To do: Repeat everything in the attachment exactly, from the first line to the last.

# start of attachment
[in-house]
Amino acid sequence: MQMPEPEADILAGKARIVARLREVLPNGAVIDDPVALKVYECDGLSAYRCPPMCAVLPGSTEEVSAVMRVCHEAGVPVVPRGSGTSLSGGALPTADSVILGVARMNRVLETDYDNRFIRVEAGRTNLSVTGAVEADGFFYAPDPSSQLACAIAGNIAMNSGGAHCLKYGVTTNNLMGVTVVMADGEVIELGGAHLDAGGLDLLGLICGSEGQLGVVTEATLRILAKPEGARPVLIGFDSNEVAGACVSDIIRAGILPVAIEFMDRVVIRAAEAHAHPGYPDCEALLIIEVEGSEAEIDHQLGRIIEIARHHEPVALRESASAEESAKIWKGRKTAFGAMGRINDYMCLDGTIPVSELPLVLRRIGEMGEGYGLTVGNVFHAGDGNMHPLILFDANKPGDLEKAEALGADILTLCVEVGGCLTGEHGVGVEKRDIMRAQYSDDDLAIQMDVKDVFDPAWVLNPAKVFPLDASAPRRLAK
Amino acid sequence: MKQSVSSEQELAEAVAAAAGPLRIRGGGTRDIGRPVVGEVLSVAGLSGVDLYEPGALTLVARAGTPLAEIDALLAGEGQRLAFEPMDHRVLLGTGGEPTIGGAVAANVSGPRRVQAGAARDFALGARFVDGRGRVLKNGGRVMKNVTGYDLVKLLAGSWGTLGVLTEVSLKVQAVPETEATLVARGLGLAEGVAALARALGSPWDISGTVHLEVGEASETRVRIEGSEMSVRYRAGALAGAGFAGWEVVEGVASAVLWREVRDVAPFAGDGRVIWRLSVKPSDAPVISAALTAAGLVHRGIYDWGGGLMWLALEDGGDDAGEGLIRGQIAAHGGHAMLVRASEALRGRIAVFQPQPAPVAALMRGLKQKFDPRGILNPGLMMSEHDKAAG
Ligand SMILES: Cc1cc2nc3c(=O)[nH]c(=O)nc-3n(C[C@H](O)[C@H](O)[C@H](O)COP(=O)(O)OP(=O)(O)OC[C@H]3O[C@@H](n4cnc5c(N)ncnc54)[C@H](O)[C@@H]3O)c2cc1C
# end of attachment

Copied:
[in-house]
Amino acid sequence: MQMPEPEADILAGKARIVARLREVLPNGAVIDDPVALKVYECDGLSAYRCPPMCAVLPGSTEEVSAVMRVCHEAGVPVVPRGSGTSLSGGALPTADSVILGVARMNRVLETDYDNRFIRVEAGRTNLSVTGAVEADGFFYAPDPSSQLACAIAGNIAMNSGGAHCLKYGVTTNNLMGVTVVMADGEVIELGGAHLDAGGLDLLGLICGSEGQLGVVTEATLRILAKPEGARPVLIGFDSNEVAGACVSDIIRAGILPVAIEFMDRVVIRAAEAHAHPGYPDCEALLIIEVEGSEAEIDHQLGRIIEIARHHEPVALRESASAEESAKIWKGRKTAFGAMGRINDYMCLDGTIPVSELPLVLRRIGEMGEGYGLTVGNVFHAGDGNMHPLILFDANKPGDLEKAEALGADILTLCVEVGGCLTGEHGVGVEKRDIMRAQYSDDDLAIQMDVKDVFDPAWVLNPAKVFPLDASAPRRLAK
Amino acid sequence: MKQSVSSEQELAEAVAAAAGPLRIRGGGTRDIGRPVVGEVLSVAGLSGVDLYEPGALTLVARAGTPLAEIDALLAGEGQRLAFEPMDHRVLLGTGGEPTIGGAVAANVSGPRRVQAGAARDFALGARFVDGRGRVLKNGGRVMKNVTGYDLVKLLAGSWGTLGVLTEVSLKVQAVPETEATLVARGLGLAEGVAALARALGSPWDISGTVHLEVGEASETRVRIEGSEMSVRYRAGALAGAGFAGWEVVEGVASAVLWREVRDVAPFAGDGRVIWRLSVKPSDAPVISAALTAAGLVHRGIYDWGGGLMWLALEDGGDDAGEGLIRGQIAAHGGHAMLVRASEALRGRIAVFQPQPAPVAALMRGLKQKFDPRGILNPGLMMSEHDKAAG
Ligand SMILES: Cc1cc2nc3c(=O)[nH]c(=O)nc-3n(C[C@H](O)[C@H](O)[C@H](O)COP(=O)(O)OP(=O)(O)OC[C@H]3O[C@@H](n4cnc5c(N)ncnc54)[C@H](O)[C@@H]3O)c2cc1C